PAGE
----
Forward-thinking investment advisors are already formulating creative strategies for the 2020s.
Change is the name of our game, and if the last ten years offer any guide, we can expect turmoil and opportunities, bold technological innovation and the deeper entrenchment of traditional financial values. That’s the way it’s always been, but we’d best be on our toes.
Active wealth managers are implementing strategies to position their clients for growth and security in the coming decade. The market could hardly have been stronger in 2019, and most were content with the solid results of passive investment strategies. Active management was put on hold, and while that works fine when the bulls are charging, it can lull the critical minds of investors and advisors alike, leaving them vulnerable to even short-term shocks.
Experienced market watchers know that long-term performance rests on healthy diversification. Forward-thinking advisors are eyeing a mixed passive/active strategy when building or adjusting client portfolios.
We don’t see any particular dangers on the near horizon, but that doesn’t mean the wolf isn’t out there. When he might strike is too soon to call, but we’d rather be well fortified when it happens. In any circumstances, active and passive management should be seen as complementary strategies, spreading out the risk while earning gratifying if not exaggerated returns.
Clients may not be happy with this new diversified approach: no one wants to leave money on the table. Careful educational efforts are called for: you aren’t crying wolf, it’s merely a matter of prudence. Work together to decide which asset classes are best suited for passive management and which should be actively handled.
We keep talking about returns – sometimes hard to find these days with global interest rates so low. Strategies previously limited to top-flight institutional investors can now garner growth for individual clients – but there’s a catch. These are complex instruments, often beyond the ken of even skilled investors. Advisors should be careful about dipping their customers’ beaks into murky waters that may hide some sharp-toothed dangers.
Private markets are opening up to public investment. The burgeoning popularity of direct finance is fueled by punters hungry for opportunity who are stymied by the reticence of US firms to list – nowadays, companies tend to stay private for longer than historically indicated. There’s plenty of money out there available for private investment. As with any new market, though, there’s considerable risk, if only because investors are not sufficiently prepared: careful due diligence, as ever, is called for. Advisors should start with themselves, with an eye to learning how to construct diversified portfolios in this newly accessible market.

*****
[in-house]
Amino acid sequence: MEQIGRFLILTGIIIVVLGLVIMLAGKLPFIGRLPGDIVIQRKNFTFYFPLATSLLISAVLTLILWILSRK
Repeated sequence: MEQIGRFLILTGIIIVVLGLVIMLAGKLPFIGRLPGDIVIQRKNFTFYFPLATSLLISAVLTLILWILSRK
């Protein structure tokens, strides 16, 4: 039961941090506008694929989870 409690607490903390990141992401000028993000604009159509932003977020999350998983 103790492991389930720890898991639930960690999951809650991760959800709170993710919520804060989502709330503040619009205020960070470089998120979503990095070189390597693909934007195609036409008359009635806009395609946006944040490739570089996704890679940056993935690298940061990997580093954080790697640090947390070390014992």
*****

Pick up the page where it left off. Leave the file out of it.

Portfolio construction is an exceedingly complex affair these days and some advisories are choosing to outsource the process. Model-based portfolios are available in abundance, which offer interesting solutions tailored to diverse customer demands and market conditions. Again, there are dangers: conflict of interest concerns are acute in this business. When entering this marketplace, firms need to choose wisely from only the best governed of providers.
In conditions where returns are a concern, tax minimization strategies come strongly to the fore. Advisors must be keenly aware of the tax implications of any product or strategy they suggest to customers. Software solutions are at hand to easily determine after-tax earnings on investments, and unified management accounts – where a range of investments are combined into one account, aiding tax awareness and supporting tax-minimization strategies – are also coming into wider use.
For more information, please read:
5 Emerging Investment Trends for Wealth Managers in the 2020s | ThinkAdvisor